The next year, 1976, TI made a breakthrough which took them way out ahead in watches. They discovered how to make an artificial oscillating crystal for the watch for about three dollars. This meant they could put attractive plastic watches on the market for less than $30. They were still digital readouts, but the price was so low that it undercut the Japanese by half. It would be released at the Consumer Electronics show in Chicago in February. The promotional guy, Mike, had created great 12 foot back lighted transparent posters, and planned the public release to the last poster. Then he got sick. We had no one who knew the watch and could set up the massive displays using union crews. Mike croaked out of his swollen adenoids that perhaps I could do it. What that meant was that it landed in my lap, two days before the show. The CES was at the Stevens Hilton Hotel that year, with the Chicago Convention Center under renovation. The Stevens was a grand old Chicago hotel, with enough massive ballrooms to accommodate the Consumer Electronics Show (which was somewhat smaller then than the behemoth the CES has become these days).

As usual there were carpets to be laid over wires going to the displays, and there were heavy curtains framing the massive transparent photos. Press people had picked up on the inexpensive watch and were preparing stories for opening day of the CES. They were so persistent with the TI salesperson who would be taking orders there for Fall and Christmas, that the salespeople began to panic. There were very few spaces to meet and write orders. They needed to be out of the mainstream flow of traffic, which was a fortuitous thought because when the CES opened the crowd gravitated to the new, cheaper watches, like the place had been tilted on its side. Luckily we could create little cubbyhole offices behind the curtains, and the salespersons huddled there over small tables writing very large orders.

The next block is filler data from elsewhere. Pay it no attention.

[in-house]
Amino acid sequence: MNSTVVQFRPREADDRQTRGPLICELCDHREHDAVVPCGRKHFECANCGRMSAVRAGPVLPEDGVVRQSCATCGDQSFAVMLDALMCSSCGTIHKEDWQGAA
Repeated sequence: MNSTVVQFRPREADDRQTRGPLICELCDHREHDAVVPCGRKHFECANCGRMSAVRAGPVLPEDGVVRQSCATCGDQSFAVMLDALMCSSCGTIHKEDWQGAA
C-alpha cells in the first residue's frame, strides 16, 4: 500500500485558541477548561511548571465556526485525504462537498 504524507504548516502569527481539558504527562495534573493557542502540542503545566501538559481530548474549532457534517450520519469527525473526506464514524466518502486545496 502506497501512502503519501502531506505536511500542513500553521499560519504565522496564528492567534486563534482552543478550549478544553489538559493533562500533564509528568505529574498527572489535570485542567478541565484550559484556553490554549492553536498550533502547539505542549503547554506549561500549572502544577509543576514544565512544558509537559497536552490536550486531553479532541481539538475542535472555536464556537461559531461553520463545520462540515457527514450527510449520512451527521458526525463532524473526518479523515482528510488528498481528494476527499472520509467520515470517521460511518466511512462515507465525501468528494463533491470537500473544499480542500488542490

And somewhere on a VCR in the last area of the very large TI section, someone had learned about looping video. The 30 second Tracy-Locke ad was playing in an endless loop, and I could hear it again and again all day. “TI has been in the business of time for a long time…” over and over, throughout the days of the CES show. It was like creating a monster you could not kill.